The retail/office phase of the project was completed in 2007. Several new two-story retail buildings evoke the character of a small, village downtown. The façade of one of the new buildings was salvaged from an old bank building that had been demolished in downtown Grand Rapids. The result is a pleasing mix of old and new, that encourages strolling and window shopping.

The development includes reuse of the old two-level Jacobson’s parking structure, now set off by a striking sculpture. Public art and sculptures adorn the streets. With its fountain, the plaza on Bagley Street provides a focal point as well as an attractive area to sit or stroll. Today, the revitalized Gaslight Village (complete with new gas-fueled lamps) has several new restaurants, upscale shops, and offices. Existing businesses on the south side of Wealthy Street have rehabilitated their buildings and existing businesses have expanded, leading to a vibrant, charming downtown.

This redevelopment has leveraged other improvements as well. Working with Jade Pig and other Gaslight Village property owners, the city completed a $2,500,000 streetscape plan on Wealthy Street in 2006. This project included a snowmelt system, intersection improvements, new sidewalks, street furniture, street trees, and landscaping. New gaslight street lamps add to the ambiance. In 2006, the community center/library was replaced with a new LEED-certified building, with a green roof, solar energy system, and water-conserving plumbing. A dramatic deck overlooking Reeds Lake behind the new community center is completely pervious, preventing runoff that affects the lake’s water quality.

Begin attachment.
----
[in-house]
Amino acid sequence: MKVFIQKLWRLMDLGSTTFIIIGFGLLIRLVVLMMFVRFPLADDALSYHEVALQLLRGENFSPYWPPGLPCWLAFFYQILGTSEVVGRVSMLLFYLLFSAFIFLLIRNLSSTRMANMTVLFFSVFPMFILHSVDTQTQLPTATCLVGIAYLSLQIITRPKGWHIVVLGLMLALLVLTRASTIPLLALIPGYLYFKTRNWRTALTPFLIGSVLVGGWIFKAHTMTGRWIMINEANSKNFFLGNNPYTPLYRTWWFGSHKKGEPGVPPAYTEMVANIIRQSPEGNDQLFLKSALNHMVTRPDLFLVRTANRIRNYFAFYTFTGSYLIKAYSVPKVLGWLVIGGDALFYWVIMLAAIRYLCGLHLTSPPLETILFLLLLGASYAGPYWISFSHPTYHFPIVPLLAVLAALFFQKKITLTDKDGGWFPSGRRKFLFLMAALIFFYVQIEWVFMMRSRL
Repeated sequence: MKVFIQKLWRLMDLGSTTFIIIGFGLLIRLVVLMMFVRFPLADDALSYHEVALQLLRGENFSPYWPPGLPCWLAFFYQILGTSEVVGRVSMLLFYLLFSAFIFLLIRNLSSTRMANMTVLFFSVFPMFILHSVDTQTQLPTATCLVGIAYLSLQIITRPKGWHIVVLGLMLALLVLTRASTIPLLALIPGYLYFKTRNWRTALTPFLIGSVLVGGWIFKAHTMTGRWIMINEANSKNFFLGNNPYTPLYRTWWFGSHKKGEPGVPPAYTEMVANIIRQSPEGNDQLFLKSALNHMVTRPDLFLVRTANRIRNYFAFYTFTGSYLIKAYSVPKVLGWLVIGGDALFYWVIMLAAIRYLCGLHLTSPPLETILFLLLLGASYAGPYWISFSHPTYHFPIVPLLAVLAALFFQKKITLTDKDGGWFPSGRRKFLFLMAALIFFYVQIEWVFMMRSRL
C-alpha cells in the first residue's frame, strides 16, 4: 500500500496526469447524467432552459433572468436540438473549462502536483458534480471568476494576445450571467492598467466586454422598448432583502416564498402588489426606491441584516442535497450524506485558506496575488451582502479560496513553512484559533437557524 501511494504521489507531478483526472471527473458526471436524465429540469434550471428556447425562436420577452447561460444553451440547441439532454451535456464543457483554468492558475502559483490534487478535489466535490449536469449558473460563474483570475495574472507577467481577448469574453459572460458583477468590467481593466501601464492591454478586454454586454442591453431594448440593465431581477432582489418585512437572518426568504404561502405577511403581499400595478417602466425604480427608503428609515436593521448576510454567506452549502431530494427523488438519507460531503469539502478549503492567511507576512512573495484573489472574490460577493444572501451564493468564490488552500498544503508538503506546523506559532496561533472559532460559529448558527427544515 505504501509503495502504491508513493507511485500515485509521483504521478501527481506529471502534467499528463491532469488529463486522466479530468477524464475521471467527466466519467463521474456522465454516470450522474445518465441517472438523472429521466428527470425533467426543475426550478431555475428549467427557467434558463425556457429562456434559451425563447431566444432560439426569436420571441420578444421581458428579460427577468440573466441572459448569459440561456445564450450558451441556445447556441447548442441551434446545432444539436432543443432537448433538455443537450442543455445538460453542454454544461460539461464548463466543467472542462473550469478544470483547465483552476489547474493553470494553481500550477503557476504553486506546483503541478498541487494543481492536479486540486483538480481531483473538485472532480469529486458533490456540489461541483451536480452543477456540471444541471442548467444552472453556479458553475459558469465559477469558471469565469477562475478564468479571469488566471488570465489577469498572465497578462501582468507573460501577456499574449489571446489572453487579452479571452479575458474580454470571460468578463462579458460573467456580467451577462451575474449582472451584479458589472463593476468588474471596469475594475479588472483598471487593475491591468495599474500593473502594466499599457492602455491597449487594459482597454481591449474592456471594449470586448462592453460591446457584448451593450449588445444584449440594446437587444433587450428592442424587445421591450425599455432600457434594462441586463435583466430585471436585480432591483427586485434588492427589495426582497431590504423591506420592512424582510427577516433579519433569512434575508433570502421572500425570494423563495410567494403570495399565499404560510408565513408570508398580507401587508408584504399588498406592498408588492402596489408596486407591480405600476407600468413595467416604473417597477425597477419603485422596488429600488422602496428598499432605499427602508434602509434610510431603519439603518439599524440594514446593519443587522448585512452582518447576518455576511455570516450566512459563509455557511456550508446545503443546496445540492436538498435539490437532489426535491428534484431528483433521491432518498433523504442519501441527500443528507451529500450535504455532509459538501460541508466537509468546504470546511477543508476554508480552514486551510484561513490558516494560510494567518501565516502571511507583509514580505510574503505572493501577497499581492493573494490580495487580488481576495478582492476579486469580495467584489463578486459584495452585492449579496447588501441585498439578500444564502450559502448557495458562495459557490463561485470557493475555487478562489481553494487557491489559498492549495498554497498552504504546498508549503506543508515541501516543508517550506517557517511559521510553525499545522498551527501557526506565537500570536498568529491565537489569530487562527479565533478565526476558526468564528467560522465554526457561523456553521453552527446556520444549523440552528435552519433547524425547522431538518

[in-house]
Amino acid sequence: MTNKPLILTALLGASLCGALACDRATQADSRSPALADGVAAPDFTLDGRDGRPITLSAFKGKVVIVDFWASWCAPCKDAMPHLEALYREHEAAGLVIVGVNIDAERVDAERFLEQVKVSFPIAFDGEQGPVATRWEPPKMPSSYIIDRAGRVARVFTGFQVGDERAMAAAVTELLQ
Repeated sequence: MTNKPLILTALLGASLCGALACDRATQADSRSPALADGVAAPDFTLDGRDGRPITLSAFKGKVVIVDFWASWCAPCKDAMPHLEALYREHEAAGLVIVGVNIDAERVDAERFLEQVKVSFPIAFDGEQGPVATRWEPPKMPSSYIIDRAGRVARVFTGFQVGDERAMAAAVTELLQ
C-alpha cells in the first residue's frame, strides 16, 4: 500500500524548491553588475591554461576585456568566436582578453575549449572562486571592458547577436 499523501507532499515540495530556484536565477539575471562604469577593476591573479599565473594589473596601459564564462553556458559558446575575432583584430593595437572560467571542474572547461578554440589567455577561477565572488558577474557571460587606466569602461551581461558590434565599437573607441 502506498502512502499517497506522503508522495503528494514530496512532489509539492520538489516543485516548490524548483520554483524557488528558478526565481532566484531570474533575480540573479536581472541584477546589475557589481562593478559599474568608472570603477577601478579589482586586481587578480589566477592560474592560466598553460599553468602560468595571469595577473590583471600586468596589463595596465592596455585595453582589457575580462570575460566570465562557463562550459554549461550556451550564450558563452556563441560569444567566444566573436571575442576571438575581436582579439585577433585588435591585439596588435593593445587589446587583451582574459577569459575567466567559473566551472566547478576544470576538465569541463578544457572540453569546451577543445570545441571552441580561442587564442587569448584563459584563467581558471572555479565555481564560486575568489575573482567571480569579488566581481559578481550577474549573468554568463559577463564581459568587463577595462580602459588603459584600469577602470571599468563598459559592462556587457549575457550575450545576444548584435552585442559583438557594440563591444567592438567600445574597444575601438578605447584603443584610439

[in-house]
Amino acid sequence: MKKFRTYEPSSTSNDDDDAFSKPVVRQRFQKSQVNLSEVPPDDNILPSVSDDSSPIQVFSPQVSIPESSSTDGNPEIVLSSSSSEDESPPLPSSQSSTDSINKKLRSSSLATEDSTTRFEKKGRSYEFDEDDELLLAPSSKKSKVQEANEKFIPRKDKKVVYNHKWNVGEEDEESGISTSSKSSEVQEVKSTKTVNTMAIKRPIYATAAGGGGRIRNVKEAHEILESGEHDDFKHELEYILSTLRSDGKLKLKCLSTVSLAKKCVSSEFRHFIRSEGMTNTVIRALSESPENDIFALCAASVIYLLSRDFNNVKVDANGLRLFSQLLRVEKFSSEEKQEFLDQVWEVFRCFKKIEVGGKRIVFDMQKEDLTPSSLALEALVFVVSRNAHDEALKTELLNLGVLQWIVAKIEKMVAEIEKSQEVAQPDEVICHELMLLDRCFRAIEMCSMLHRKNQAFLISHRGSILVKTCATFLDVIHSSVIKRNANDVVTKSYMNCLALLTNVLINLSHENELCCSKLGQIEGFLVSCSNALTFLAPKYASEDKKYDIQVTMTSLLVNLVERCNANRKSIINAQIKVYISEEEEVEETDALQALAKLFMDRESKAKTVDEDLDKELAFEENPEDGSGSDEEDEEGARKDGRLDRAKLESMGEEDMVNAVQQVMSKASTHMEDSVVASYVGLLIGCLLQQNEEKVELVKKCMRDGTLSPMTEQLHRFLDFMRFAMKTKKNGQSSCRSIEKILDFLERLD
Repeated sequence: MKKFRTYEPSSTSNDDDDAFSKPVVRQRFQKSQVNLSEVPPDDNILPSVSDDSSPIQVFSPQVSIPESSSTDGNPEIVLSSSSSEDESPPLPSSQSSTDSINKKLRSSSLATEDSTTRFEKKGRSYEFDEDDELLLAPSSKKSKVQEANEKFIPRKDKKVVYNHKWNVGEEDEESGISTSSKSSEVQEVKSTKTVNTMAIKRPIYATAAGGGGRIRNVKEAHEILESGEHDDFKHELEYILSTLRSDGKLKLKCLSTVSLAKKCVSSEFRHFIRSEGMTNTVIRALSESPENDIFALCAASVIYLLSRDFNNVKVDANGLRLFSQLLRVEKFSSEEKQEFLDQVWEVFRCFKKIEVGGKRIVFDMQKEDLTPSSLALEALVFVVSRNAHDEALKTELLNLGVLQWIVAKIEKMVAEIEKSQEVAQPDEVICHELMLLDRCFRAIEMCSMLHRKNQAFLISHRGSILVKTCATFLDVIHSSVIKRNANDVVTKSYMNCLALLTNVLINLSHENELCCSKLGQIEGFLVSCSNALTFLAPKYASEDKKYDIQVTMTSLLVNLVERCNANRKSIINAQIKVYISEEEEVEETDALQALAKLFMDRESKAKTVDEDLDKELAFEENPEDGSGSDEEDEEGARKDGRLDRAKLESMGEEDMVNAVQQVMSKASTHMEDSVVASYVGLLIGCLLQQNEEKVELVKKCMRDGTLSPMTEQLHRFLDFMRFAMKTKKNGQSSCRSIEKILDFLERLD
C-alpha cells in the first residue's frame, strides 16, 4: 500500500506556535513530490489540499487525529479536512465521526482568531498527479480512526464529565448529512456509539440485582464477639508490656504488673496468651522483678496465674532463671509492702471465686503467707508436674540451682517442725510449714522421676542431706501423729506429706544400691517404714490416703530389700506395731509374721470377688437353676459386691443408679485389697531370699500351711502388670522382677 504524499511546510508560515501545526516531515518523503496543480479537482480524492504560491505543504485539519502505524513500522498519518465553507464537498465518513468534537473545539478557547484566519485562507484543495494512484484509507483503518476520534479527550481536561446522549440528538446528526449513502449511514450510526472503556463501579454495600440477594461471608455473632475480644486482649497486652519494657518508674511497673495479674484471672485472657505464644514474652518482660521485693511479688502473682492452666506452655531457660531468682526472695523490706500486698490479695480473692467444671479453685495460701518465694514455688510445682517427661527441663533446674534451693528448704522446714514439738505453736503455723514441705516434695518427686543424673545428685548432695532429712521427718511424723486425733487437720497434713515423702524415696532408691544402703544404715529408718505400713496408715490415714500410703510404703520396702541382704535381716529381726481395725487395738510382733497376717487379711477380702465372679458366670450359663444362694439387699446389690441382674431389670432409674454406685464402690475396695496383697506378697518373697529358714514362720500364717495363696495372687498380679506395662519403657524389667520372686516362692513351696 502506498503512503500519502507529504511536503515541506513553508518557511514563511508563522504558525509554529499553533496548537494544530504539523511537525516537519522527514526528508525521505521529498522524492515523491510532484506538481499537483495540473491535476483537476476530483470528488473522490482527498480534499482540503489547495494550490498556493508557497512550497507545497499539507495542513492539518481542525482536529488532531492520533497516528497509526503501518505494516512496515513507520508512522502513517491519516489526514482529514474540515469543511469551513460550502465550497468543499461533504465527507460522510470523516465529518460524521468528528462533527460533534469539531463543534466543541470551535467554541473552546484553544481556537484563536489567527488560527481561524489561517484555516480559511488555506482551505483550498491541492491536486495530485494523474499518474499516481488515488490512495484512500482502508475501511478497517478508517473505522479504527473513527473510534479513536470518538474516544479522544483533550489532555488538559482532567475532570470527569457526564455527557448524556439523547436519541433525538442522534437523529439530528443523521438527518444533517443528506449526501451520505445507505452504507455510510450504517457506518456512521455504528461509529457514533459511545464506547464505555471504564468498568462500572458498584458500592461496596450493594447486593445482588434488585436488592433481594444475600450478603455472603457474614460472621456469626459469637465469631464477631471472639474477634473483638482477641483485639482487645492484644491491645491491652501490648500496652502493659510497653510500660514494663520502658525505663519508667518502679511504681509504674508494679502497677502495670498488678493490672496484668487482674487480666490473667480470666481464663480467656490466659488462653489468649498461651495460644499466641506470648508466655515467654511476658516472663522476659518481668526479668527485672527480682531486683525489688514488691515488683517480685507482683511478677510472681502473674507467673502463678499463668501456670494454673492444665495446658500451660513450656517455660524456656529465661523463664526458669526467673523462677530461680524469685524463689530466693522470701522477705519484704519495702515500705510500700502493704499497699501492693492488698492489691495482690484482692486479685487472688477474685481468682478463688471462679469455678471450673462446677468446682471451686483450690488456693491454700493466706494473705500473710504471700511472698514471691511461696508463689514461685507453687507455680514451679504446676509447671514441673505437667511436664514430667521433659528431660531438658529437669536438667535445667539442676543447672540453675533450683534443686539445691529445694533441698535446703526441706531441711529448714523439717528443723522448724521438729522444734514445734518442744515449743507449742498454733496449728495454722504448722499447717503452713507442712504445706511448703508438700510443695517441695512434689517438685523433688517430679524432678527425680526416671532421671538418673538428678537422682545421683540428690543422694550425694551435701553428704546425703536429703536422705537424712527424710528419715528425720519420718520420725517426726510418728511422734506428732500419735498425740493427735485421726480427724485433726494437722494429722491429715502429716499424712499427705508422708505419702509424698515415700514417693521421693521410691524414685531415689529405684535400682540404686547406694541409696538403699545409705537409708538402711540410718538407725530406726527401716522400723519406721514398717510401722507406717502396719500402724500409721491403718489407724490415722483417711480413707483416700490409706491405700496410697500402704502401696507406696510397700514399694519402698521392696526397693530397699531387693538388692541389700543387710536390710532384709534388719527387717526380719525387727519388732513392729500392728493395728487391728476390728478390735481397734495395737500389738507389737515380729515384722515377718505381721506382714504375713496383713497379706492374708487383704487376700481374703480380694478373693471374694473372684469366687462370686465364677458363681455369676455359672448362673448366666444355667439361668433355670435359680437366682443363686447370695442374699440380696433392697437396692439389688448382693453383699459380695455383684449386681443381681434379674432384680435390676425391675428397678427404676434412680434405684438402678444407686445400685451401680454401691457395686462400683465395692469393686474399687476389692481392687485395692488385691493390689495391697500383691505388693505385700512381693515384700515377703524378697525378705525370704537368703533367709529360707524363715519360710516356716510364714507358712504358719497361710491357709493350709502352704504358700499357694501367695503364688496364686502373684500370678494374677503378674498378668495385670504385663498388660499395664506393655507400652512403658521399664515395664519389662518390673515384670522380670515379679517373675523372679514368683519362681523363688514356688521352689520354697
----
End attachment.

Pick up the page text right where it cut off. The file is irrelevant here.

In 2006, the city revised its master plan for Gaslight Village, to recognize the redeveloped downtown and to encourage further development. This plan encourages more residential development near Gaslight Village and recommends allowing a mix of densities in the nearby neighborhoods, and also allowing a mix of small scale businesses and dwelling units adjacent to the business district. The plan further encourages pedestrian access and interconnectivity with Reeds Lake and area trails.

Although the downturn in the housing market has stalled development of the condominium buildings, the Gaslight Village redevelopment has thus far been a success. Public festivals, such as the East Grand Rapids Clothesline Art Fair and the Reeds Lake Run, bring thousands of visitors to Gaslight Village. Football at East Grand Rapids High brings out legions of fans who pack the restaurants and shops before and after games. Outdoor concerts are held on the Reeds Lake deck, and the library/community center hosts numerous public events.

With the ultimate addition of new housing to the area, Gaslight Village and East Grand Rapids have positioned themselves for a strong future. As such, Gaslight Village can serve as an example for how other communities can work with the private sector to “re-ignite” their downtowns.


LSL Planning offers a complete range of community planning services including master planning, zoning, downtown and waterfront planning, training seminars, parks and recreation, community visioning, development reviews, corridor studies, traffic calming, and transportation study.


Steven J. Van Steenhuyse, AICP, is a senior planner at LSL Planning, Inc. in Grand Rapids. You may reach him at 616-336-7750 or